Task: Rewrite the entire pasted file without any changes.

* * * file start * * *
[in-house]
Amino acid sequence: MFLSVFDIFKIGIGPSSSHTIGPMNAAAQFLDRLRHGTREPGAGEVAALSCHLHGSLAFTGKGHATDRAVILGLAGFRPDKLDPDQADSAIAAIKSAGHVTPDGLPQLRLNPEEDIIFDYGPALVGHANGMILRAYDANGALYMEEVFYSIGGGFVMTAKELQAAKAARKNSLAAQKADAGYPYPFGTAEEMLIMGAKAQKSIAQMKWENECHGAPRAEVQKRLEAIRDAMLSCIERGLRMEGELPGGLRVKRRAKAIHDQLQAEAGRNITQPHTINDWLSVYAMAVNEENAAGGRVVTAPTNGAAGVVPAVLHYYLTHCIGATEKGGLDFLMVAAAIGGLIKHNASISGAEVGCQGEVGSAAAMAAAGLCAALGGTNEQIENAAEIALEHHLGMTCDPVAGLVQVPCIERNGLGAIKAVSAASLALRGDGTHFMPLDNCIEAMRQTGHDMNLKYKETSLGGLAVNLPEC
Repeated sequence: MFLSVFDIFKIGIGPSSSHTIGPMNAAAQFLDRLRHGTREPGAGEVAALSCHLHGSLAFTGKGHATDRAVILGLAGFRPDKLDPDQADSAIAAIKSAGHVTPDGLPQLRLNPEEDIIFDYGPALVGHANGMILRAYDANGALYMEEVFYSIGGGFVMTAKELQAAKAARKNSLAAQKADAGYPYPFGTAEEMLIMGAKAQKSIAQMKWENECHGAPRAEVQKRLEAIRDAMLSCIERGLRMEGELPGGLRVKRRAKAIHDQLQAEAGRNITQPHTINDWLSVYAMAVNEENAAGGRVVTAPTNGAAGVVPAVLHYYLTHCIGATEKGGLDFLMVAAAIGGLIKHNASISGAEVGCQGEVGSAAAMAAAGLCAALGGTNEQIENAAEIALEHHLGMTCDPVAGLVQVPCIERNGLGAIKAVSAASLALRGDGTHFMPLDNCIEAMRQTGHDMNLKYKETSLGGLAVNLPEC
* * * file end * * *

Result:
[in-house]
Amino acid sequence: MFLSVFDIFKIGIGPSSSHTIGPMNAAAQFLDRLRHGTREPGAGEVAALSCHLHGSLAFTGKGHATDRAVILGLAGFRPDKLDPDQADSAIAAIKSAGHVTPDGLPQLRLNPEEDIIFDYGPALVGHANGMILRAYDANGALYMEEVFYSIGGGFVMTAKELQAAKAARKNSLAAQKADAGYPYPFGTAEEMLIMGAKAQKSIAQMKWENECHGAPRAEVQKRLEAIRDAMLSCIERGLRMEGELPGGLRVKRRAKAIHDQLQAEAGRNITQPHTINDWLSVYAMAVNEENAAGGRVVTAPTNGAAGVVPAVLHYYLTHCIGATEKGGLDFLMVAAAIGGLIKHNASISGAEVGCQGEVGSAAAMAAAGLCAALGGTNEQIENAAEIALEHHLGMTCDPVAGLVQVPCIERNGLGAIKAVSAASLALRGDGTHFMPLDNCIEAMRQTGHDMNLKYKETSLGGLAVNLPEC
Repeated sequence: MFLSVFDIFKIGIGPSSSHTIGPMNAAAQFLDRLRHGTREPGAGEVAALSCHLHGSLAFTGKGHATDRAVILGLAGFRPDKLDPDQADSAIAAIKSAGHVTPDGLPQLRLNPEEDIIFDYGPALVGHANGMILRAYDANGALYMEEVFYSIGGGFVMTAKELQAAKAARKNSLAAQKADAGYPYPFGTAEEMLIMGAKAQKSIAQMKWENECHGAPRAEVQKRLEAIRDAMLSCIERGLRMEGELPGGLRVKRRAKAIHDQLQAEAGRNITQPHTINDWLSVYAMAVNEENAAGGRVVTAPTNGAAGVVPAVLHYYLTHCIGATEKGGLDFLMVAAAIGGLIKHNASISGAEVGCQGEVGSAAAMAAAGLCAALGGTNEQIENAAEIALEHHLGMTCDPVAGLVQVPCIERNGLGAIKAVSAASLALRGDGTHFMPLDNCIEAMRQTGHDMNLKYKETSLGGLAVNLPEC